'Sorry to Bother You' (2018) Review

Updated on July 16, 2018
ChrisSawin profile image

Chris is a Houston Film Critics Society Member and a contributor at Bounding Into Comics, God Hates Geeks, and Slickster Magazine.

One of the theatrical posters for, "Sorry to Bother You."
One of the theatrical posters for, "Sorry to Bother You."

Horsin' Around

Going in to Sorry to Bother You, the initial mindset was that the film looked like an African American version of Eternal Sunshine of the Spotless Mind. The science fiction comedy follows Cassius “Cash” Green (Lakeith Stanfield, Get Out, Death Note) as he struggles with finding a job. Cash lives in his uncle’s garage and has a beat up car that barely works. He lands a job at a telemarketing firm thanks to a recommendation from his friend Sal (Jermaine Fowler). He has trouble landing any sort of sale until he listens to a fellow co-worker named Langston (Danny Glover) and embraces the utilization of his, “white voice.” Cash soon rises through the ranks and becomes a power caller. He becomes financially successful in ways he couldn’t even imagine, but throws away what’s really important to him to achieve his success.

Sorry to Bother You is the debut film for writer/director Boots Riley who has made a name for himself as a rapper and lead vocalist for the hip hop band The Coup and the rap rock supergroup Street Sweeper Social Club. As a first time screenwriter, Riley is an intriguing storyteller. Sorry to Bother You draws a fine line between art, morals, and decency while juggling a unique kind of humor and a creative vision. The film touches on having more of an imagination and a more definitive existence when you’re financially lacking compared to when you’re suddenly extremely wealthy.

As Cash struggles as a telemarketer, his girlfriend Detroit (Tessa Thompson) finds imaginative ways to stand out as a sign spinner while fueling her passion as a political artist with a series of handcrafted earrings and an African themed art gallery. There’s an undeniable Michel Gondry aspect to Sorry to Bother You. The way the film seems to throw Cash directly in front of the person he’s calling as a telemarketer as they eat, cry, use the toilet, or make love is unusual yet brilliantly memorable. Cash’s day to day life with something as simple as wiper duty on his car when it starts raining has a Be Kind Rewind feel to it that showcases how something simple can be wildly original.

The film dives head first into bizarre territory in its second half. It’s a concept that the trailers avoid and it feels like it comes out of nowhere when you’re watching the film. The jokes become more absurd with the longest pin number sequence in existence activating the elevator to Cash’s newfound power caller position and a battle of compliments between Cash and Sal that is so ridiculously great. The highlight may be when Cash is forced to rap in front of Steve Lift (Armie Hammer) and all of his guests. Lift’s intentions with selling slave labor and WorryFree Solutions are where things go bonkers.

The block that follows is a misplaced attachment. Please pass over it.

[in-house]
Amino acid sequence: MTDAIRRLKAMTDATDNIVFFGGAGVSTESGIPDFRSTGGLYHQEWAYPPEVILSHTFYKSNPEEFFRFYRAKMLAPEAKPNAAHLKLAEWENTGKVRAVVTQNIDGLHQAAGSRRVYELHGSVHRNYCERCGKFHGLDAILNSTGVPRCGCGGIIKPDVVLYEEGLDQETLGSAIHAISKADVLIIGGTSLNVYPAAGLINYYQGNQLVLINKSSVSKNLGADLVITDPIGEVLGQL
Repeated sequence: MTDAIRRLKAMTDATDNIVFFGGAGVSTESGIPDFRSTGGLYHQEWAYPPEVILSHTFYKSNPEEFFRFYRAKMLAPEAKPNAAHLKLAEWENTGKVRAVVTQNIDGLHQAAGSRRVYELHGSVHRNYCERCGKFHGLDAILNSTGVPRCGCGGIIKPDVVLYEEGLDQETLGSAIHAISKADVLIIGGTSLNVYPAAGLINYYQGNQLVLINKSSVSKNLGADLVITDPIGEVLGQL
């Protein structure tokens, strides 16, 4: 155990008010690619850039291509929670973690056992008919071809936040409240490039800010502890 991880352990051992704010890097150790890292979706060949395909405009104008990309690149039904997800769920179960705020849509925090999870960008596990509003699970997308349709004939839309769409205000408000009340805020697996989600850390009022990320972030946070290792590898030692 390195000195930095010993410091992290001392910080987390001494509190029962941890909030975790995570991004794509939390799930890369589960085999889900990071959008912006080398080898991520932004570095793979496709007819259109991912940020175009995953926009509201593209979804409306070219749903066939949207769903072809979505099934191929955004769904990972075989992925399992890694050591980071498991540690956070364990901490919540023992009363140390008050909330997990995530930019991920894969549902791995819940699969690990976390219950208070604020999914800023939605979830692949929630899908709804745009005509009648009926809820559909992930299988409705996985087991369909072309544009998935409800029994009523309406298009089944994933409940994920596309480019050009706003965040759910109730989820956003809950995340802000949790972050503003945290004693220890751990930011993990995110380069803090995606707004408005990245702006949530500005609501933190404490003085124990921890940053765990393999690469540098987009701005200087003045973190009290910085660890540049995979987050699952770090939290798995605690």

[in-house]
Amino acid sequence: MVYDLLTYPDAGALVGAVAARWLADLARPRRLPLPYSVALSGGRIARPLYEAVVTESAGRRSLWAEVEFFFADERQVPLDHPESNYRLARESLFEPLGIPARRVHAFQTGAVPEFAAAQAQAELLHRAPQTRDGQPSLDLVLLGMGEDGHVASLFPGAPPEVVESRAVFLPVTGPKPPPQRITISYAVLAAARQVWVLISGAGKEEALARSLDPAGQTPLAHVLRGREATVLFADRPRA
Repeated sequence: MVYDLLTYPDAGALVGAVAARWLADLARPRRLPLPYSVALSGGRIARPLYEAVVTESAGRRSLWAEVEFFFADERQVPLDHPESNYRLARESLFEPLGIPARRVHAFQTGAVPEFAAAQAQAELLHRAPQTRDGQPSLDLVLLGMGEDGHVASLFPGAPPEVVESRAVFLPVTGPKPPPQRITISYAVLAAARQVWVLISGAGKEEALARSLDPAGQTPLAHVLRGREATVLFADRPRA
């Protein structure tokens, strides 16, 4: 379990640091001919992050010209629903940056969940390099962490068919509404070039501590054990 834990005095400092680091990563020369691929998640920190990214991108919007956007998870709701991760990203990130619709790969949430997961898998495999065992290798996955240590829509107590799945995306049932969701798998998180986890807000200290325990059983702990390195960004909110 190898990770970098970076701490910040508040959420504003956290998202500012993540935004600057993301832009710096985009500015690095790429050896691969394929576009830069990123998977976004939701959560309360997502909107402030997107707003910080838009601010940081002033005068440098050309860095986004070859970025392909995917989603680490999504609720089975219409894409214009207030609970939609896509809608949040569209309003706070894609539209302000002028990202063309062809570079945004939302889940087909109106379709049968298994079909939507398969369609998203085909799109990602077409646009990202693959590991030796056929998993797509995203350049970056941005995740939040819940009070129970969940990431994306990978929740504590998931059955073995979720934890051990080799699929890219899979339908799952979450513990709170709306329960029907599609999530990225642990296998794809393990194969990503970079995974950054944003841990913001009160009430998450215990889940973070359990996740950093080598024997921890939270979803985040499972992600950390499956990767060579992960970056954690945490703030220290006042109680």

Tessa Thompson and Lakeith Stanfield as Detroit and Cassius Green in, "Sorry to Bother You."
Tessa Thompson and Lakeith Stanfield as Detroit and Cassius Green in, "Sorry to Bother You."

It’s a funny concept in itself to have comedians David Cross and Patton Oswalt as the, “white voices” of Cash and his power caller supervisor Mr. _______ (Omari Hardwick, Kick-Ass), but to hear its execution is even more amusing. Cross and Oswalt are two of the whitest sounding guys out there, so they fit the roles perfectly. It’s strange that Sorry to Bother You targets Cash for selling out to success and sacrificing his friends for a financial boost yet totally glosses over how lame of a friend Squeeze (Steven Yuen, The Walking Dead) is. Squeeze is the one fighting for better wages and a union for his fellow co-workers and seems to be the one fighting for everyone else, but he also has a thing for Detroit and makes it well-known that he’s interested in her even before Cash screws up. Squeeze and Detroit do mess around, but Cash never finds out who Detroit was with. The love triangle is thrown aside for the weirdness in the final act, but the message Sorry to Bother You seems to convey is that friendship is a bond that shouldn’t be broken unless you’re both interested in the same girl.

The film seems to drag a bit after Cash stumbles onto Lift’s radical experiments. The progression of the film isn’t unreasonable at that point as it dives into Cash attempting to alert everyone through the media of his findings and realizing that selling out was wrong, but things seem to move a lot slower after Cash’s revelation. It could be a predictability factor since you seem to sense a happy ending coming, but the ending isn’t the issue as it is also unexpected and goes in an unseen direction. The story of the protagonist starting off poor, becoming rich, stepping on everyone including those close to him to reach the top, and then atoning for his behavior isn’t entirely new, so maybe that’s what feels familiar and tiresome.

Jermaine Fowler, Steven Yeun, and Lakeith Stanfield in, "Sorry to Bother You."
Jermaine Fowler, Steven Yeun, and Lakeith Stanfield in, "Sorry to Bother You."

From a first time screenwriter and director, Sorry to Bother You is an impressive and hilarious debut for Boots Riley. The film stumbles a bit at times, but is a unique experience overall. Riley is an extraordinary visionary with an offbeat comedy that will stand out and be memorable for years to come.

4 stars for Sorry to Bother You (2018)

© 2018 Chris Sawin


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